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03-14-2009, 09:52 PM   #1
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Tamron 90mm Macro w Tele Questions

I have a few questions, but first the background. I am testing the Tamron 90mm Macro f 2.8 with & without the Tamron 1.4xPz-Af MC4 teleconverter.

To setup a fair test comparison, I am striving to equalize the variables. I find it easy to adjust for the %40 increase in focal length with the teleconverter by simply measuring distances and adjusting accordingly. Through this methodology, I can get close to precise images, with respect to size. Also, it is easy to equalize the light since it is dark out and I have a constant supply of incandescent lighting. The subject never moves throughout the test and is parallel to the sensor plane. However, other variables are not so easy to equalize and I am looking for help,

Firstly, I understand the teleconverter subtracts one stop of light, at least in theory. So my first question is, when I make direct comparisons with apertures, what do I compare to what? For example, the shot without the tele @ 2.8--does that get compared to the shot with the tele @ 2.8--which means f4, since a stop of light is lost? Or should I compare a shot @ f4 without the tele to a shot @ f2.8 with the tele?

Secondly, I am looking at the one stop loss in light due to using the tele and am confused. If there is a 1 stop loss in light then a shot @ f2.8 & 1/6th without the tele, should be a closely identical exposure to f 2.8 & 1/3rd with the tele. But when I compare these two exposures, the one with the tele is significantly more overexposed than the one without the tele--leading me to believe there is less than a loss of one stop when using the tele.

I tried comparing exposures, in this manner, at other apertures and got the same results. For example. a shot @ f5.6 & .3 without the tele, should equal a shot @ f5.6 & .6 with the tele. But again. comparing these 2 images the tele one was significantly overexposed. To get comparable exposures @ 5.6, with & without tele, I had to shoot @ .3secs & .5secs, respectively. To demonstrate this complicated (at least to me) phenomenon, I have 2 crops below. The first one was shot without the tele @ 5.6 & .3secs. The second one with the tele was shot @ 5.6 & .5sec. Even more perplexing, the one shot with the tele is a bit more exposed than the one without the tele.

I am looking for all the help I can get with this one--thanks.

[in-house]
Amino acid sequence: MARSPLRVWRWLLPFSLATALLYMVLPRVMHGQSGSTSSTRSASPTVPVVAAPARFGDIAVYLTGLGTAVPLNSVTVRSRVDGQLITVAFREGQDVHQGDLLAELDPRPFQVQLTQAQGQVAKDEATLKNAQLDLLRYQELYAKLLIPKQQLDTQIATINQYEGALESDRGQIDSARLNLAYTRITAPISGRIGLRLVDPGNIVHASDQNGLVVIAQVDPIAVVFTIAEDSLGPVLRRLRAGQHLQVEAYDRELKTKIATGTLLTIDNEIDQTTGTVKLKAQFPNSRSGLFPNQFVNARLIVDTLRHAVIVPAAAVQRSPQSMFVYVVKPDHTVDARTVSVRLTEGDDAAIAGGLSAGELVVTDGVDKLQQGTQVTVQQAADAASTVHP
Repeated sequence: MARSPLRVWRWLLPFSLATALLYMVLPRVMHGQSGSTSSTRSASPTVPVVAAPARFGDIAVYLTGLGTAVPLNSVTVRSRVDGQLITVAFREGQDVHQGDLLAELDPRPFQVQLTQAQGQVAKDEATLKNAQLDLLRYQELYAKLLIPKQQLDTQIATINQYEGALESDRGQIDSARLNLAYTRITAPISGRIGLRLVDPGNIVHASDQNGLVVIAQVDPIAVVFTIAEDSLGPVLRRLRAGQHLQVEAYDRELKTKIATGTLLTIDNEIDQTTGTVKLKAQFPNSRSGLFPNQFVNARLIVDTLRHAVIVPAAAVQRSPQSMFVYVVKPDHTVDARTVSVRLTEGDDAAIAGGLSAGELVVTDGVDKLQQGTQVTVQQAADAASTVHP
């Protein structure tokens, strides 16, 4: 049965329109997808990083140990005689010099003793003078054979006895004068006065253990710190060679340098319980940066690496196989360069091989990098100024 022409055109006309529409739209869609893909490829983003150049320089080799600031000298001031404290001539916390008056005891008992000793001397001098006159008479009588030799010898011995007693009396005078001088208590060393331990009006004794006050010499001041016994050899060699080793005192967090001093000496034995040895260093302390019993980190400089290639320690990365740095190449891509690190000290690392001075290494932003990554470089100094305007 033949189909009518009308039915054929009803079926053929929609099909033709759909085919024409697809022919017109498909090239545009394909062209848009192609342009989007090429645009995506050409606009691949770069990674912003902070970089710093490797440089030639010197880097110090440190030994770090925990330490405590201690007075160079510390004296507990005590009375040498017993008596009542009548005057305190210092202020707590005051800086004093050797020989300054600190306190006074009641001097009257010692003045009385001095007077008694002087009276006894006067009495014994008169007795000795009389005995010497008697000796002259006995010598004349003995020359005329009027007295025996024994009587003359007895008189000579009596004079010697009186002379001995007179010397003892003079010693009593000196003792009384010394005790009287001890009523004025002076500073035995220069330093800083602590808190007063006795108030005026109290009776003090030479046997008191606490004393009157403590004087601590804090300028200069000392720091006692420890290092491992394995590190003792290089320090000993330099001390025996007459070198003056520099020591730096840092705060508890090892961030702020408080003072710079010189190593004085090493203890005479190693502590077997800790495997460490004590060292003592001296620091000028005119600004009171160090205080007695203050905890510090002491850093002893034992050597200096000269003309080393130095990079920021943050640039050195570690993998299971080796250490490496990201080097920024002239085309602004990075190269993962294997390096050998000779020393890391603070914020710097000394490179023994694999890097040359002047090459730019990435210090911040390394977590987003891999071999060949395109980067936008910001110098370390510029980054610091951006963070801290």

Last edited by Jewelltrail; 09-25-2009 at 09:04 AM.
03-14-2009, 10:03 PM   #2
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I see I stripped EXIF data when I reduced the already cropped shots by another 50 percent to get them on the forum. Here are the original 2 files, shot raw, no PPing--just resampling to get on forum--the exif data is intact here. I present this to verify what I state in opening thread--thanks.

Last edited by Jewelltrail; 09-25-2009 at 09:04 AM.
03-15-2009, 06:42 AM   #3
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Maybe the inconsistency in exposure has to do with the camera's getting confused about the lens' capabilities. If the camera thinks the lens is in A mode, it will attempt to make aperture adjustments according to information passed to it by the adapter; but this information might be wrong.

I'd try to put everything into manual mode & see what happens. If the camera thinks the lens is in A mode, the f-number will appear in the viewfinder. If so, turn the e-wheel so the f-number shown in the viewfinder is the minimum it will go to; then the camera will not try to stop down the lens at exposure time.

This test should provide a basis from which you can figure out what's going on with the TC adapter & how to resolve the problem.

Good luck & please let us know what you figure out,
Dave
03-15-2009, 03:38 PM   #4
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Thanks Newarts--it is great to get some ideas. Thing is, I only shoot in manual mode. While testing, I was carefully recording all pertinent info as I shot for the test. Things like ISO, File #, shutter speed, & aperture were all selected , on each shot, by me in manual.

Before I hit the remote to get the shot, I would look into the viewfinder and take all data. Once I had focus and all else setup, all I had to do was select each aperture and shutter speed. I have never had an exposure inconsistency before.

Also, if the Tamron 90mm is getting an exposure @ f 5.6 @ .3 of a sec, and the same lens, with tele, @ f 5.6 gets a slighty brighter exposure @ .5 of a sec---I am starting to think the only thing to explain this is the tele does not take one stop away--more like 2/3rds of a stop. I am starting to believe this only because it holds true at aperture settings I setup for the test i.e., 2.8, 4, 5.6, 8.

03-15-2009, 06:13 PM   #5
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QuoteOriginally posted by Jewelltrail Quote
I see I stripped EXIF data when I reduced the already cropped shots by another 50 percent to get them on the forum. Here are the original 2 files, shot raw, no PPing--just resampling to get on forum--the exif data is intact here. I present this to verify what I state in opening thread--thanks.
What's the subject distance for each image?